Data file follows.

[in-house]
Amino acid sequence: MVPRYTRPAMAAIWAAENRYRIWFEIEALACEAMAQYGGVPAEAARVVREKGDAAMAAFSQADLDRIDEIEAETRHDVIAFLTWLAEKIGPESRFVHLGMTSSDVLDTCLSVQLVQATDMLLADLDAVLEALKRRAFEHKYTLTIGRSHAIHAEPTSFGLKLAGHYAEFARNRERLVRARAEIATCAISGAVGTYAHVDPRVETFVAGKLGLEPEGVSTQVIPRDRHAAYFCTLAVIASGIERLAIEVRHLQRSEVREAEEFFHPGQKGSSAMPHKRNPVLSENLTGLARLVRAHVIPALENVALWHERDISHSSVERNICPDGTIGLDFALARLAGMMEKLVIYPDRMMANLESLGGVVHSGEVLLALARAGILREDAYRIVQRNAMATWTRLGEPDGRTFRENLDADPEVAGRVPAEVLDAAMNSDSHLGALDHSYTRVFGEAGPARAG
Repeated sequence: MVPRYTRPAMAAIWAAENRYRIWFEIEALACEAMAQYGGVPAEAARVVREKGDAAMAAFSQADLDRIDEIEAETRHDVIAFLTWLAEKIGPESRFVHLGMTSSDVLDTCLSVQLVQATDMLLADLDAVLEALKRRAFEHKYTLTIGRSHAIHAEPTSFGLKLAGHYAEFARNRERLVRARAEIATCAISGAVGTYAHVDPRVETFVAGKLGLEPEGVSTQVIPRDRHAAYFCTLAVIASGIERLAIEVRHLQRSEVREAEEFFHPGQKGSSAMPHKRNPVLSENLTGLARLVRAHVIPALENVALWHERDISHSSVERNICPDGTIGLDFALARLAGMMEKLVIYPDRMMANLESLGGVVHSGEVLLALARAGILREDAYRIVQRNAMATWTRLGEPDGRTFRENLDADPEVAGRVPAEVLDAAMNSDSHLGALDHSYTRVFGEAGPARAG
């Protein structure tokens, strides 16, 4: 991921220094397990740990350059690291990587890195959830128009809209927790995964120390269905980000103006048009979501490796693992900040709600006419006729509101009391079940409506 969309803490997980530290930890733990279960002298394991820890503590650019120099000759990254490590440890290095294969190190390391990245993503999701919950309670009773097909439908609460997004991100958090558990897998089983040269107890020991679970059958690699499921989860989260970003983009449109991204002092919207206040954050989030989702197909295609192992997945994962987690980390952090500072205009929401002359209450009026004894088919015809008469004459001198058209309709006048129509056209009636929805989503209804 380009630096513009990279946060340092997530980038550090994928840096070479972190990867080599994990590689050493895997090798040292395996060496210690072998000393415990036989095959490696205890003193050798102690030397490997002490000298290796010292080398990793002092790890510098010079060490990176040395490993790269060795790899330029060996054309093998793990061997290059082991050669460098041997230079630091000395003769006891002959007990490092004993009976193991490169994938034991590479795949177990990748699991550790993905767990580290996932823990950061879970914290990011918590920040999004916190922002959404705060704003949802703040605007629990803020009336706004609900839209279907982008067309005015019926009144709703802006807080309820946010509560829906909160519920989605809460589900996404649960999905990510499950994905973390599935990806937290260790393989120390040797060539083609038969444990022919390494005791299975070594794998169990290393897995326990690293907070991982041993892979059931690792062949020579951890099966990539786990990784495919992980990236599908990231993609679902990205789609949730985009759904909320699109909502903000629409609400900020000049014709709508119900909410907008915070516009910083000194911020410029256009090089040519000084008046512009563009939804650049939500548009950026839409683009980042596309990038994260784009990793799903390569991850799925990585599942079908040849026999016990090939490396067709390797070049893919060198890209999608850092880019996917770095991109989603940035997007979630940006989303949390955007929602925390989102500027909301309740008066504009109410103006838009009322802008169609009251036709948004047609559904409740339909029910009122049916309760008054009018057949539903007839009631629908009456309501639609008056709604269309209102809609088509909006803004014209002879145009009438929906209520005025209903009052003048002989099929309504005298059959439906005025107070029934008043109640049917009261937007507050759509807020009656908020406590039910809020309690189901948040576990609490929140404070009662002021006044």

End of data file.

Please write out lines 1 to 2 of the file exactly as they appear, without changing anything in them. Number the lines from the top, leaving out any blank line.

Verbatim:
[in-house]
Amino acid sequence: MVPRYTRPAMAAIWAAENRYRIWFEIEALACEAMAQYGGVPAEAARVVREKGDAAMAAFSQADLDRIDEIEAETRHDVIAFLTWLAEKIGPESRFVHLGMTSSDVLDTCLSVQLVQATDMLLADLDAVLEALKRRAFEHKYTLTIGRSHAIHAEPTSFGLKLAGHYAEFARNRERLVRARAEIATCAISGAVGTYAHVDPRVETFVAGKLGLEPEGVSTQVIPRDRHAAYFCTLAVIASGIERLAIEVRHLQRSEVREAEEFFHPGQKGSSAMPHKRNPVLSENLTGLARLVRAHVIPALENVALWHERDISHSSVERNICPDGTIGLDFALARLAGMMEKLVIYPDRMMANLESLGGVVHSGEVLLALARAGILREDAYRIVQRNAMATWTRLGEPDGRTFRENLDADPEVAGRVPAEVLDAAMNSDSHLGALDHSYTRVFGEAGPARAG